Ballad in Rhyming Quatrains
Being the considerate guy that he was, Thayer put the poem's form right there in the subtitle so that future generations of students wouldn't have to scour the internet trying to figure out what kind of poem "Casey at the Bat" is. Thanks, Ernest.
So, what makes "Casey…" a ballad (besides the fact that, you know, the epigraph tells us it's a ballad)? Glad you asked. Here are some basic ballad requirements that "Casey at the Bat" definitely meets:
- Dramatic Narrative: Ballads usually tell a story, focusing on one dramatic event, and the story is usually told in plain, everyday language. Casey definitely has these requirements covered. The poem has a cast of characters and a story with a clear beginning, middle, and end. And "Casey…" doesn't send you running for the dictionary every other line.
- Song: Ballads were traditionally stories meant to be sung. The poem's epigraph, "Sung in the Year 1888 [our emphasis]," along with the poem's strong meter and rhyme, indicate a song-i-ness that fulfills this requirement quite nicely.
- Meter-Line-Stanza: Ballads are traditionally in iambic lines. Iambs are those little, two-syllable units that follow an unstressed-stressed syllable patten. They make that daDUM sound that seems to pop up so often in poetry. You can really hear those iambs right from the poem's very first line:
The outlook wasn't brilliant for the Mudville nine that day.
Can you hear it? Read it aloud. Yes, really—we'll wait right here while you do… Nice work. Did you hear that daDUM daDUM daDUM pattern? That, friends, is the rhythm of the iambs—seven in all in this line.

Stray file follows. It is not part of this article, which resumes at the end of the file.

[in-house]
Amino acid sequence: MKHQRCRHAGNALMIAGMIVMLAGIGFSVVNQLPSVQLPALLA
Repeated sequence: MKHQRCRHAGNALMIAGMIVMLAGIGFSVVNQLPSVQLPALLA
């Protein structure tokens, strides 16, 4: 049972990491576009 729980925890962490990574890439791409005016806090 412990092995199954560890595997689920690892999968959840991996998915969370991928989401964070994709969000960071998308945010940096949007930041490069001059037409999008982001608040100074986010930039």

In addition to those iambs, ballad lines follow a strict rhyme scheme and are grouped into four-line stanzas called quatrains. In "Casey at the Bat," the quatrains follow an AABB rhyme scheme, where each letter represents that line's end rhyme. Take a look at the end words from stanza one to see it in action:
To sum up: Dramatic story? Check. Iambs? Check. Rhyme? Check. Quatrains? You bet. It's looking pretty ballad-y up in here, right?
Now, there is something called "ballad meter," but Thayer didn't use it for "Casey…" Instead, he used iambic heptameter (that's just a fancy way of saying that there are 7 iambs per line), which means the lines in "Casey…" are longer than traditional ballad meter lines. Thayer also used a non-traditional ballad rhyme scheme for "Casey:" AABB instead of ABAB.
Thayer may have chosen to break away from a few of the more traditional aspects of the ballad form to give "Casey at the Bat" a slightly more contemporary feel, while still maintaining the familiarity of the ballad form. In a poem about baseball—a sport that's got tradition coming out of its ears—we think this traditional form is an appropriate choice, don't you?
Even if you don't, there's no denying that "Casey…" is a ballad—from cap to cleats.